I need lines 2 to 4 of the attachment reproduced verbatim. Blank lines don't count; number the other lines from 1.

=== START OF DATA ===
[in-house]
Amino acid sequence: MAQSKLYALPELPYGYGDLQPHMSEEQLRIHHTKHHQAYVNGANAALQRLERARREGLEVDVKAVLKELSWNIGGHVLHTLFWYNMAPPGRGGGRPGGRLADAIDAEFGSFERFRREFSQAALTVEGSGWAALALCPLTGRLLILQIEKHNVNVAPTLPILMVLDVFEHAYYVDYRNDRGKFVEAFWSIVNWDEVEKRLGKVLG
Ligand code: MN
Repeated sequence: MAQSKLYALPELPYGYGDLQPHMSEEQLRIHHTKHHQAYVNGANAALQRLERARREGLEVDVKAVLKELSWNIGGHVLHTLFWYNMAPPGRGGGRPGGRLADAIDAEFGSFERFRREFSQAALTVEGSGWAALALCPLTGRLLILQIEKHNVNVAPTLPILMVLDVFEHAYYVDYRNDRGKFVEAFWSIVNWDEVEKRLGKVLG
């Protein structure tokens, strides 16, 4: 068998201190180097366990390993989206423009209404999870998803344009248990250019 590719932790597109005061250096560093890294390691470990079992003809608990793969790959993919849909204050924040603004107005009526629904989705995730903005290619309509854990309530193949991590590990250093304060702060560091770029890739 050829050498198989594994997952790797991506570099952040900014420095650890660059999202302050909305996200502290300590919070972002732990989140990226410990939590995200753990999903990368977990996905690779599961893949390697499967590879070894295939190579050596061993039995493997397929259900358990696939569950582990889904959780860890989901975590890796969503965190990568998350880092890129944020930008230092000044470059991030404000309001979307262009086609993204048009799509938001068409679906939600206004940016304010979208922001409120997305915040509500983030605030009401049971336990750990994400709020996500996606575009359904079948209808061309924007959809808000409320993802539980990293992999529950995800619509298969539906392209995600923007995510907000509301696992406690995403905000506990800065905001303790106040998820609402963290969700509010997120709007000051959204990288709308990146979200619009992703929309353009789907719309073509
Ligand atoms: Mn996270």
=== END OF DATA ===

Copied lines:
Amino acid sequence: MAQSKLYALPELPYGYGDLQPHMSEEQLRIHHTKHHQAYVNGANAALQRLERARREGLEVDVKAVLKELSWNIGGHVLHTLFWYNMAPPGRGGGRPGGRLADAIDAEFGSFERFRREFSQAALTVEGSGWAALALCPLTGRLLILQIEKHNVNVAPTLPILMVLDVFEHAYYVDYRNDRGKFVEAFWSIVNWDEVEKRLGKVLG
Ligand code: MN
Repeated sequence: MAQSKLYALPELPYGYGDLQPHMSEEQLRIHHTKHHQAYVNGANAALQRLERARREGLEVDVKAVLKELSWNIGGHVLHTLFWYNMAPPGRGGGRPGGRLADAIDAEFGSFERFRREFSQAALTVEGSGWAALALCPLTGRLLILQIEKHNVNVAPTLPILMVLDVFEHAYYVDYRNDRGKFVEAFWSIVNWDEVEKRLGKVLG